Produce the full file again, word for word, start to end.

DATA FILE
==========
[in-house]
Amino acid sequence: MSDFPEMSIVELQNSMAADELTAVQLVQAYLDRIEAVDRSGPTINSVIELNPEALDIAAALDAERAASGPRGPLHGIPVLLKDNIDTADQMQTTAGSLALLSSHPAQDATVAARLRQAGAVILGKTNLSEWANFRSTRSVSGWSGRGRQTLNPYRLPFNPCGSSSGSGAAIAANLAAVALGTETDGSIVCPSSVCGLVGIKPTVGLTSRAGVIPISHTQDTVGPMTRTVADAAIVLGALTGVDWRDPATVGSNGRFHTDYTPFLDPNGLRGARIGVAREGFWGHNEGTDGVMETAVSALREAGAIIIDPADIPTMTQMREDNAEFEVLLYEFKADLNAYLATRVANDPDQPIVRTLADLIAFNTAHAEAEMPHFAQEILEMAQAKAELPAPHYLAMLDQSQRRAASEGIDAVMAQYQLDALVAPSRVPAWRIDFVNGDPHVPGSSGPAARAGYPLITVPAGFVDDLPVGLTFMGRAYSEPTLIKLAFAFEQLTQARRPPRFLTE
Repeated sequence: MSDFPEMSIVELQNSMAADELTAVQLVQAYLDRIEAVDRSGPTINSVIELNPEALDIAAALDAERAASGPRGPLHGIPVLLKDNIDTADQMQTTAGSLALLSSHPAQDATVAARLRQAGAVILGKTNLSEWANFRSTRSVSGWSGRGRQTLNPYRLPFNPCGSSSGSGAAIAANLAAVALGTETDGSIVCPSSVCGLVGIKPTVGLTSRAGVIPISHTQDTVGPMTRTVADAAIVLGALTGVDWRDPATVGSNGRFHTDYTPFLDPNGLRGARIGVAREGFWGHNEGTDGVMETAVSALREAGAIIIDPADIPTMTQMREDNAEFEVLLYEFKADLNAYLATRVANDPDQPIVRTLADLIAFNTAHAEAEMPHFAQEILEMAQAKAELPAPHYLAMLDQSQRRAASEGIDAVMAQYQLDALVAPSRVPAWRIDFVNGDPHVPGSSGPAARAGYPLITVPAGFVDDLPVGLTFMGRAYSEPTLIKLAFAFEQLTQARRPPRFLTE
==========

[in-house]
Amino acid sequence: MSDFPEMSIVELQNSMAADELTAVQLVQAYLDRIEAVDRSGPTINSVIELNPEALDIAAALDAERAASGPRGPLHGIPVLLKDNIDTADQMQTTAGSLALLSSHPAQDATVAARLRQAGAVILGKTNLSEWANFRSTRSVSGWSGRGRQTLNPYRLPFNPCGSSSGSGAAIAANLAAVALGTETDGSIVCPSSVCGLVGIKPTVGLTSRAGVIPISHTQDTVGPMTRTVADAAIVLGALTGVDWRDPATVGSNGRFHTDYTPFLDPNGLRGARIGVAREGFWGHNEGTDGVMETAVSALREAGAIIIDPADIPTMTQMREDNAEFEVLLYEFKADLNAYLATRVANDPDQPIVRTLADLIAFNTAHAEAEMPHFAQEILEMAQAKAELPAPHYLAMLDQSQRRAASEGIDAVMAQYQLDALVAPSRVPAWRIDFVNGDPHVPGSSGPAARAGYPLITVPAGFVDDLPVGLTFMGRAYSEPTLIKLAFAFEQLTQARRPPRFLTE
Repeated sequence: MSDFPEMSIVELQNSMAADELTAVQLVQAYLDRIEAVDRSGPTINSVIELNPEALDIAAALDAERAASGPRGPLHGIPVLLKDNIDTADQMQTTAGSLALLSSHPAQDATVAARLRQAGAVILGKTNLSEWANFRSTRSVSGWSGRGRQTLNPYRLPFNPCGSSSGSGAAIAANLAAVALGTETDGSIVCPSSVCGLVGIKPTVGLTSRAGVIPISHTQDTVGPMTRTVADAAIVLGALTGVDWRDPATVGSNGRFHTDYTPFLDPNGLRGARIGVAREGFWGHNEGTDGVMETAVSALREAGAIIIDPADIPTMTQMREDNAEFEVLLYEFKADLNAYLATRVANDPDQPIVRTLADLIAFNTAHAEAEMPHFAQEILEMAQAKAELPAPHYLAMLDQSQRRAASEGIDAVMAQYQLDALVAPSRVPAWRIDFVNGDPHVPGSSGPAARAGYPLITVPAGFVDDLPVGLTFMGRAYSEPTLIKLAFAFEQLTQARRPPRFLTE